Jerramy. Please. I have a weak heart. Look, see? I'm panting and I only walked over from the kitchen. I could drop dead any second. I'll be useless to you in that scenario. I urge you to find yourself. I'm not your shrink. I'm not here to "role-play," or "tell it like it is," or "help you help yourself," or "refer you to the nice dream specialist over in Woodinville." I'm here to screw up the opposing offense through caterwauling, to pump my mitts in victory, to try and get on ESPN holding a sign with some lame acronym like "Erotic Seahawk Party Nest," and maybe squeeze in some clam strips. I can't help you anymore, man! Take a nice walk tomorrow. Or one of those backpacking trips through Europe. Or paintball. How about paintball?
I'm still shaking my head at the guy, and the game's been over for three hours. Now I'm the one with issues.
Let's change the subject.
(3) The Seahawks Reunion Tour
It was kind of telling, the whole weather angle. The first half looked unlike any pro game ever played in Seattle, with a blanket of snow on the field. The fans were flustered. Mistakes were being made right and left. I felt real animosity for the Seattle defense. The only thing intact from my previous shell was my man-crush on Josh Brown.
I was the picture of rage. I was one folding chair and a chin-slap away from becoming Bobby Knight. Man, was I pissed. The Packers' TD in the beginning moments of the third quarter nearly did me in. I began wondering how I would take care of my family after I'd gone. Was insurance enough?
In fact, that was the best second half of football the Seahawks had played all season. Not the most exciting, maybe, but the most cathartic. And the best-executed.
I can't say for certain that Shaun Alexander Has Returned. But a 201-yard rushing performance is a mighty nice way to lay out a welcome mat. He wasn't perfect -- a couple of his jukes looked awkward.
But Shaun did what he did all of last season in the final two quarters of the game. He set the tempo of the offense, he ate up the clock, he kept Green Bay's defense on the field, and he produced meaningful yardage that more than made up for his not scoring. It was the smart, technical proficiency the Seahawks have almost been too shorthanded or panicked to run this year.
Alexander set a franchise record for carries in this game -- 40 -- which stunned me. It didn't seem like that many.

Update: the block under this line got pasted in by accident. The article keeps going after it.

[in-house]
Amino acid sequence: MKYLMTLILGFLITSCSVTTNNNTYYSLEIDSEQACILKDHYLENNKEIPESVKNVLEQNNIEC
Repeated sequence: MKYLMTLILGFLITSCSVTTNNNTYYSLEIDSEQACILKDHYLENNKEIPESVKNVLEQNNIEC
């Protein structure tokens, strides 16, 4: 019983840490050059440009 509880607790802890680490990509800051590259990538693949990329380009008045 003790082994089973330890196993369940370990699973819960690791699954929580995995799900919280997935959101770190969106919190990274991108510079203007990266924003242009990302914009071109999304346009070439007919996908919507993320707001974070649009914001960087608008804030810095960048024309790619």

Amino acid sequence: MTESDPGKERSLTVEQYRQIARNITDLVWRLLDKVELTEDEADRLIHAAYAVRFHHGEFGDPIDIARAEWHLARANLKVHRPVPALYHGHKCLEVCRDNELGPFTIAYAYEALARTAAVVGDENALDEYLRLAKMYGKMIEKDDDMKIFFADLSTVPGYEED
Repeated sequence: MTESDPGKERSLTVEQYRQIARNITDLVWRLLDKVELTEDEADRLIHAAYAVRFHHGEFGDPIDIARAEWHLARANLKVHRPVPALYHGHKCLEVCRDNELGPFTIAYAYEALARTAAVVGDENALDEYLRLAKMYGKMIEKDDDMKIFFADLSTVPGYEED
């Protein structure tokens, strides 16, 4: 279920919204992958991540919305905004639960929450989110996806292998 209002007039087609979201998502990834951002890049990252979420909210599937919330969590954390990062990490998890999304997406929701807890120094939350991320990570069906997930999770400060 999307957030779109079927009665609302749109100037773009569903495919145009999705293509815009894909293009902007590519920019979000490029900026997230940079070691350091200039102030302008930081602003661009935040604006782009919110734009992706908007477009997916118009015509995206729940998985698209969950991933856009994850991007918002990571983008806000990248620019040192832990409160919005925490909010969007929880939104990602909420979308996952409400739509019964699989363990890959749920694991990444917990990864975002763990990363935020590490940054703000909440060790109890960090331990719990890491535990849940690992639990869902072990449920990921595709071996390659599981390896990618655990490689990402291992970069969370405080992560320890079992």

Hasselbeck settled down, and wound up with three touchdown passes, all in the second half. That was probably just as key as Alexander resuming his normal workload for the first time all year, but it sort of went unnoticed. Fair enough.
My God, even the defense looked pretty good against Brett Favre (who really didn't look anywhere close to retirement tonight). The long draught of cornerback interceptions, going back to last season, ended when both Trufant and Herndon picked off Favre. The Seahawks managed to get some pretty decent pass coverage onfield. (Hey, did they get a single interference call? I don't think they did.)
It was heartening. It really was. Suddenly it felt like life had meaning again. Not that, you know, my family doesn't give my life meaning, but it's nice to have meaning in a stadium setting.
(4) Passed the Audition:
D.J. Hackett. An acrobatic catch in the end zone that he should have missed. A couple other key drive-saving catches. I'm starting to dig this guy. A lot.
Nate Burleson. He's not yet what we thought he'd be -- a #2 receiver -- but he had a couple returns this week that put the Seahawks in great position. Maybe a $46 million (in headlines) kick returner's not that bad after all.
Kelly Jennings. Got his first career interception.
The offensive line. I don't recall Hasselbeck being in huge trouble too often tonight. Maybe the TV showed differently. Did it? Anyway, again, we'll take it.
(5) We converted two fourth-down situations.
Exactly as we should have: Alexander running wide around the left, and Mack Strong up the middle. Glad to see the Seahawks are reading my contributions to the suggestion box. I work so hard to make my crayon writing legible.
I have to go to sleep now, but please, please, please remind me to cover these topics sometime Tuesday:
The real reason the game went on as long as it did
The Attack of the Giant Kornheiser.